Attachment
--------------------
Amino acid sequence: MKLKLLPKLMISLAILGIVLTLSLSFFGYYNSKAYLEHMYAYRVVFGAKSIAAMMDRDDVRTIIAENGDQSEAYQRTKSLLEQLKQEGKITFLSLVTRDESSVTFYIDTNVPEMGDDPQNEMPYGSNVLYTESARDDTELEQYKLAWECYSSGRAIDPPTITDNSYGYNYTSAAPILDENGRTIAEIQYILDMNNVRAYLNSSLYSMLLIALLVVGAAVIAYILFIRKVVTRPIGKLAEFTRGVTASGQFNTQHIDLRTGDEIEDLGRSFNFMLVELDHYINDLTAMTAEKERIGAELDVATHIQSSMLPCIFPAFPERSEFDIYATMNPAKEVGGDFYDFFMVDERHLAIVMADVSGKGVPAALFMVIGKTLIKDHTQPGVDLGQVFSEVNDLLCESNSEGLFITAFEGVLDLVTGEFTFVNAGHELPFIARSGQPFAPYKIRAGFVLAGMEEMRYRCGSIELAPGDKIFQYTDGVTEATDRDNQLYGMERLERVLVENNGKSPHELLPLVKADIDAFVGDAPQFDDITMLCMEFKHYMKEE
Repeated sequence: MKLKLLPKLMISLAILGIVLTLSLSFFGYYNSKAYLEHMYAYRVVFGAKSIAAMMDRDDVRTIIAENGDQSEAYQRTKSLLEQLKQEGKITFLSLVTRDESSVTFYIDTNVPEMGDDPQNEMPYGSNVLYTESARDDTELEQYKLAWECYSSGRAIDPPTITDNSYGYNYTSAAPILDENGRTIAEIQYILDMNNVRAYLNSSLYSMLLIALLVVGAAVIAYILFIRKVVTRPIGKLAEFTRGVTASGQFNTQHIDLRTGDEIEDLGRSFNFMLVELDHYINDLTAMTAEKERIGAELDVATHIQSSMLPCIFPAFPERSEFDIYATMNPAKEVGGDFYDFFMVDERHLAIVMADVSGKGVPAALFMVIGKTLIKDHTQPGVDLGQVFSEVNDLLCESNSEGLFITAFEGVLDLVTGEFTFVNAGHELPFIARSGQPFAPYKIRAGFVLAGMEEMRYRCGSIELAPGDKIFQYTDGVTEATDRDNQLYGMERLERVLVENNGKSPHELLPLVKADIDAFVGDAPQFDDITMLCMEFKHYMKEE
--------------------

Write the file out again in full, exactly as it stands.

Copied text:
Amino acid sequence: MKLKLLPKLMISLAILGIVLTLSLSFFGYYNSKAYLEHMYAYRVVFGAKSIAAMMDRDDVRTIIAENGDQSEAYQRTKSLLEQLKQEGKITFLSLVTRDESSVTFYIDTNVPEMGDDPQNEMPYGSNVLYTESARDDTELEQYKLAWECYSSGRAIDPPTITDNSYGYNYTSAAPILDENGRTIAEIQYILDMNNVRAYLNSSLYSMLLIALLVVGAAVIAYILFIRKVVTRPIGKLAEFTRGVTASGQFNTQHIDLRTGDEIEDLGRSFNFMLVELDHYINDLTAMTAEKERIGAELDVATHIQSSMLPCIFPAFPERSEFDIYATMNPAKEVGGDFYDFFMVDERHLAIVMADVSGKGVPAALFMVIGKTLIKDHTQPGVDLGQVFSEVNDLLCESNSEGLFITAFEGVLDLVTGEFTFVNAGHELPFIARSGQPFAPYKIRAGFVLAGMEEMRYRCGSIELAPGDKIFQYTDGVTEATDRDNQLYGMERLERVLVENNGKSPHELLPLVKADIDAFVGDAPQFDDITMLCMEFKHYMKEE
Repeated sequence: MKLKLLPKLMISLAILGIVLTLSLSFFGYYNSKAYLEHMYAYRVVFGAKSIAAMMDRDDVRTIIAENGDQSEAYQRTKSLLEQLKQEGKITFLSLVTRDESSVTFYIDTNVPEMGDDPQNEMPYGSNVLYTESARDDTELEQYKLAWECYSSGRAIDPPTITDNSYGYNYTSAAPILDENGRTIAEIQYILDMNNVRAYLNSSLYSMLLIALLVVGAAVIAYILFIRKVVTRPIGKLAEFTRGVTASGQFNTQHIDLRTGDEIEDLGRSFNFMLVELDHYINDLTAMTAEKERIGAELDVATHIQSSMLPCIFPAFPERSEFDIYATMNPAKEVGGDFYDFFMVDERHLAIVMADVSGKGVPAALFMVIGKTLIKDHTQPGVDLGQVFSEVNDLLCESNSEGLFITAFEGVLDLVTGEFTFVNAGHELPFIARSGQPFAPYKIRAGFVLAGMEEMRYRCGSIELAPGDKIFQYTDGVTEATDRDNQLYGMERLERVLVENNGKSPHELLPLVKADIDAFVGDAPQFDDITMLCMEFKHYMKEE